10,000 Hospitality Businesses ‘Hang In The Balance’ Without Rates Support

New analysis shows that thousands of Scottish hospitality businesses will be left unsupported, if rates relief isn’t included in the Scottish Budget.

The Fraser of Allander Institute has concluded that around 10,000 hospitality businesses would stand to benefit if the Scottish Government heeded the calls from UKHospitality Scotland and introduced a business rates relief scheme, replicating support in England.

Those 10,000 businesses are ineligible for the small business bonus scheme, which would mean they would be left unsupported through one of the most challenging economic periods in years if the Scottish Government chooses not to act.

UKHospitality Scotland Executive Director Leon Thompson said:

“The Scottish Government has a golden £230 million opportunity to show its support for one of Scotland’s most important sectors – hospitality, leisure and tourism – by introducing a business rates relief scheme.

“These figures clearly show what is at stake and the fate of almost 10,000 businesses hang in the balance, as they await tomorrow’s Budget.

“If rates relief is introduced, they have some degree of certainty and can fulfil plans to invest in and grow their businesses, delivering economic growth and creating even more jobs.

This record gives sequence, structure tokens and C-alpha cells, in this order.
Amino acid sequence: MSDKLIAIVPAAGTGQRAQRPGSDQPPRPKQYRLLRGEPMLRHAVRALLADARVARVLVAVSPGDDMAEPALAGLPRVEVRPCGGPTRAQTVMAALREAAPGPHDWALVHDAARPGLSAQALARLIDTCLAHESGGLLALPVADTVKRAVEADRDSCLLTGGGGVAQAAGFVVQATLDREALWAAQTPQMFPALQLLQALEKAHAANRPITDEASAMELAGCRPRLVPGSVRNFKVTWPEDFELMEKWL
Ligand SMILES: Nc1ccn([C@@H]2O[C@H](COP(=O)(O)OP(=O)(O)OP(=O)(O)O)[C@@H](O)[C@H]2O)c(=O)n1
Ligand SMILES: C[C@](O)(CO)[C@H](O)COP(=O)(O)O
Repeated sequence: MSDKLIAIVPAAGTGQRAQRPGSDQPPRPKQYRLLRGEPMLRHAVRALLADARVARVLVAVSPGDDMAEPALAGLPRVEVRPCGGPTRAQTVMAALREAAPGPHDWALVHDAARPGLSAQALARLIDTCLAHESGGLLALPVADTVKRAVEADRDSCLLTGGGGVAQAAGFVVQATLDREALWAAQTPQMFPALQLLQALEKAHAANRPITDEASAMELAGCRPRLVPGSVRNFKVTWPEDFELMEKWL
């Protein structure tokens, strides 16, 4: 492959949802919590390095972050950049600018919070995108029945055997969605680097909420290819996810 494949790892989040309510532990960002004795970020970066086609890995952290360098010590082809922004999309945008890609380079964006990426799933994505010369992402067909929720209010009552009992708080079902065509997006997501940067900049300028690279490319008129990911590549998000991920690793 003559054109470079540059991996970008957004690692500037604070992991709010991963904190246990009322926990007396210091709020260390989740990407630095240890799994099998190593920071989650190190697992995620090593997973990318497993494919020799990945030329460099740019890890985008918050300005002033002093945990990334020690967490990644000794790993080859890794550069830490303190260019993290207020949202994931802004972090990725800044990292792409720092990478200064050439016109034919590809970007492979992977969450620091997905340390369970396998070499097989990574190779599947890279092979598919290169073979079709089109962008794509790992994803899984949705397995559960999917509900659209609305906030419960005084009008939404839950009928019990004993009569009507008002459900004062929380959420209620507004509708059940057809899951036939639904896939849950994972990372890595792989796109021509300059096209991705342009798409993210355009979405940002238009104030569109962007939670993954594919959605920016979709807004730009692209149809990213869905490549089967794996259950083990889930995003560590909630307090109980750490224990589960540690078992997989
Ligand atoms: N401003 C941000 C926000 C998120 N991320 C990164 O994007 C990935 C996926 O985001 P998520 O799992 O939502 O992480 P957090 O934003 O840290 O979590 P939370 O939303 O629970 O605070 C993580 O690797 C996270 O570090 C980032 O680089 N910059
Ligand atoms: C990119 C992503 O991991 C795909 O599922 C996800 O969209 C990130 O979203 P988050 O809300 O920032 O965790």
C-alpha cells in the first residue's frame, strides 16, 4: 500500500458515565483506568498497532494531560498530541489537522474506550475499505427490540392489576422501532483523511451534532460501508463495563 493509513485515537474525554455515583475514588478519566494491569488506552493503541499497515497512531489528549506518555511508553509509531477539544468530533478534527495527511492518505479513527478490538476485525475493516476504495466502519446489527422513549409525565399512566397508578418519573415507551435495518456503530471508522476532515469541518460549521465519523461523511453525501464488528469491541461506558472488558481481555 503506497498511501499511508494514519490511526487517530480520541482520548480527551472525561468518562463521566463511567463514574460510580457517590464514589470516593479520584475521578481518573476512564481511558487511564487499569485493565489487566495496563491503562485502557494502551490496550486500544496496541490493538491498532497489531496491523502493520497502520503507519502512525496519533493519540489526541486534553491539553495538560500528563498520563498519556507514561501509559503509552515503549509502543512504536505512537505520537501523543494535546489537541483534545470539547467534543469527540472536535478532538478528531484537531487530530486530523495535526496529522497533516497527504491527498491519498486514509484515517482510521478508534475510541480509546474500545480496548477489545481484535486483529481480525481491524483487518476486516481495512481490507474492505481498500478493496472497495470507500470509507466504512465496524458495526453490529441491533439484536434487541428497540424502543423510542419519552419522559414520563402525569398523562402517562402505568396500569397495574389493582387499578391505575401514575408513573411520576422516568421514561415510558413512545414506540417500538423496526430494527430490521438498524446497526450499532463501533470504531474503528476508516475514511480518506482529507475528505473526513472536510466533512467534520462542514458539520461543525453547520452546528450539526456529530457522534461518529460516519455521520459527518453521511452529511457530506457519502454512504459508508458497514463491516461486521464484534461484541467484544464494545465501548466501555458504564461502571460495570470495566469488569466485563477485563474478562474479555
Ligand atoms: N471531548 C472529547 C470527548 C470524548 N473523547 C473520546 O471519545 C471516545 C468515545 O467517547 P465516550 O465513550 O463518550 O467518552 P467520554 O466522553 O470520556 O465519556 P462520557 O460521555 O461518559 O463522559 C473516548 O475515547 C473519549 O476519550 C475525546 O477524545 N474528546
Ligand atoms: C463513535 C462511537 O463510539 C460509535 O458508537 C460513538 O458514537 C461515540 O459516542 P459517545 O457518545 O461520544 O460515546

“If the Scottish Government chooses not to act, those businesses will have no support whatsoever. Some will be closer to closing for good and others will remain fighting for survival and unable to invest. This significantly impacts on our sector’s ability to deliver economic growth for Scotland and create more jobs.

“That would be a tragedy, particularly when the Scottish Government would have had two opportunities to act on delivering a reciprocal business rates relief scheme.

“UKHospitality Scotland, alongside the entire hospitality sector, has made these calls loud and clear – it’s time the Scottish Government now acted.”

UKHospitality Scotland is also calling for the poundage rate to be frozen in the Budget, preventing a further £20m cost increase for the sector.